Translator Disclaimer
1 June 2013 Guild Structure in the Food Web of Grassland Arthropod Communities Along an Urban—Rural Landscape Gradient
Yutaka Hironaka, Fumito Koike
Author Affiliations +
Abstract

Urbanization is a major cause of ecosystem change, and arthropods are a principal component of grassland ecosystems, which are often found in human-dominated landscapes. Although higher trophic level arthropods have been expected to be the most sensitive to urbanization, researchers are debating whether this is the case. We compared the guild structure of grassland arthropod food webs along an urban—rural gradient in the Tokyo metropolitan area, the largest metropolitan area in the world. Arthropod communities were sampled, and guild types were classified by body size and food habit. The guild structure of arthropod food webs was compared among various types of grasslands, and the effects on the guild structure of the surrounding landscape and local vegetation were analyzed. The arthropod guild structure varied along the urban—rural gradient. Large carnivores were abundant in semi-natural grassland ecosystems in the traditional rural landscape, which was at one end of the studied urban—rural gradient. In contrast, small carnivores, omnivores, and detritivores were abundant in the artificial grassland ecosystems of the urban landscape at the other end of the gradient. Because very large carnivores are vulnerable to urbanization activities, rural landscapes rich in these species should be conserved.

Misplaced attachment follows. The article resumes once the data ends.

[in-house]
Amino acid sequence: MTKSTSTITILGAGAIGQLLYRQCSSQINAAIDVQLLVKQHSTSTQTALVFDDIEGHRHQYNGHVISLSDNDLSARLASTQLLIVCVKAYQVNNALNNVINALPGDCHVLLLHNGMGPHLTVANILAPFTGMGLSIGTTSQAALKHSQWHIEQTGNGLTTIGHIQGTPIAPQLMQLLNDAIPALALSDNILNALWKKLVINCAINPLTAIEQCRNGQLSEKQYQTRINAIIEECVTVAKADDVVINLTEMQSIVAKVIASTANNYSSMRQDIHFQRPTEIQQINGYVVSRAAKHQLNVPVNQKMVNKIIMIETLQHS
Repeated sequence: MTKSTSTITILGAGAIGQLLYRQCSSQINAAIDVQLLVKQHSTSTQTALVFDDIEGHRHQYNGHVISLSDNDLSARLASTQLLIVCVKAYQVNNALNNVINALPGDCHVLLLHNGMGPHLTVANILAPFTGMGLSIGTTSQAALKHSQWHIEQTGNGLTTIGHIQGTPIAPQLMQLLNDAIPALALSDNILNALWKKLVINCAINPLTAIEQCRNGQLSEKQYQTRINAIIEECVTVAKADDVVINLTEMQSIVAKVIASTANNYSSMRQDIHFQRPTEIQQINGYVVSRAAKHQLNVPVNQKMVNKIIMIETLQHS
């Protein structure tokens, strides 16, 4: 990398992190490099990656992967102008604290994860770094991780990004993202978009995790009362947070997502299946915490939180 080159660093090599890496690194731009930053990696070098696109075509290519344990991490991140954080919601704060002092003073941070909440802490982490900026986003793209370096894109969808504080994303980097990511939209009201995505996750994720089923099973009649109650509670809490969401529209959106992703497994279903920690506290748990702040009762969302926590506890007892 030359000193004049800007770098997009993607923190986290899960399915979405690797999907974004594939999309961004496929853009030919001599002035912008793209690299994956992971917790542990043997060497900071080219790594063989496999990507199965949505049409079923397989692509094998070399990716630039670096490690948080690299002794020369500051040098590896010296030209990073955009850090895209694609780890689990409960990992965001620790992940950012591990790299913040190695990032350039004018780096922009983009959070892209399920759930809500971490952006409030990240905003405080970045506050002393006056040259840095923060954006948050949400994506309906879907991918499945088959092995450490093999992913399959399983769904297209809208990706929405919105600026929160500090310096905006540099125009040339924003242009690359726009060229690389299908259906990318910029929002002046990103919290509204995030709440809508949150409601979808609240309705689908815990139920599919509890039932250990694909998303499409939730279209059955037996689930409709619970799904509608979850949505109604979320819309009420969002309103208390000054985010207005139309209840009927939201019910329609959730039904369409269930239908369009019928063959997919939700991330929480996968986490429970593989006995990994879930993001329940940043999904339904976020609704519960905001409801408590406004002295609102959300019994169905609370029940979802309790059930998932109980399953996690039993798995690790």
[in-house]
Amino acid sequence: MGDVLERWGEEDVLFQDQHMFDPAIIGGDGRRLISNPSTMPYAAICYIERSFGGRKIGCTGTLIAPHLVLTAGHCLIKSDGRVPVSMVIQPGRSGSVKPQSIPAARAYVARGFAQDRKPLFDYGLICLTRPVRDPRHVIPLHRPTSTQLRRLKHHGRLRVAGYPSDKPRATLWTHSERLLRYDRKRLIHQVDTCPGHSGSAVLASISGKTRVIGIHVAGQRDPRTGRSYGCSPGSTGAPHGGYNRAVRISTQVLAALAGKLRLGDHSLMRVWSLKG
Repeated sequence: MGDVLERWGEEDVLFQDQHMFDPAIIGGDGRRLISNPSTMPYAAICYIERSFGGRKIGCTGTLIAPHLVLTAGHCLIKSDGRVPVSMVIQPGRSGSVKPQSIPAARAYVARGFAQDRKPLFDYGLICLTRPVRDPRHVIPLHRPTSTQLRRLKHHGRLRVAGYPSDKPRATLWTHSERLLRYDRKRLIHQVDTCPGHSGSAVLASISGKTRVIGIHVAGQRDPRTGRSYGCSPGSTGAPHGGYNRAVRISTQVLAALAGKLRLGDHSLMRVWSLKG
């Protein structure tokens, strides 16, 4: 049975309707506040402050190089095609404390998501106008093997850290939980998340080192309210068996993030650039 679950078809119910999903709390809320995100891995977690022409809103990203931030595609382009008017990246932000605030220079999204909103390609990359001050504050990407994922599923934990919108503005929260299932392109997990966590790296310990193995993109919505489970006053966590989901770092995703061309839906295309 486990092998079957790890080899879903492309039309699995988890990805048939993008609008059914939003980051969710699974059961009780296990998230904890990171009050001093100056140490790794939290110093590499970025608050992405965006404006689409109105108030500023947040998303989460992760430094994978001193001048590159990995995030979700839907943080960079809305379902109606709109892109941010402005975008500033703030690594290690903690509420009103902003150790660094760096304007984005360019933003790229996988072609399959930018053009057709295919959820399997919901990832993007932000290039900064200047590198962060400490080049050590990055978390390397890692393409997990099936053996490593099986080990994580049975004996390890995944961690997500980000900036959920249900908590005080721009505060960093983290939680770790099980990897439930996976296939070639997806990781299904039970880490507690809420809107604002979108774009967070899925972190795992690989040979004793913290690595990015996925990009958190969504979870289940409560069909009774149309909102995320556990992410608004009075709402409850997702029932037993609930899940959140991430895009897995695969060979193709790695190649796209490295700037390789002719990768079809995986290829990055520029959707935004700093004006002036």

Yutaka Hironaka and Fumito Koike "Guild Structure in the Food Web of Grassland Arthropod Communities Along an Urban—Rural Landscape Gradient," Ecoscience 20(2), 148-160, (1 June 2013). https://doi.org/10.2980/20-2-3575
Received: 2 September 2012; Accepted: 1 February 2013; Published: 1 June 2013
JOURNAL ARTICLE
13 PAGES


Share
SHARE
KEYWORDS
1981
1982
1986
1989
1989
1993
2003
RIGHTS & PERMISSIONS
Get copyright permission
Back to Top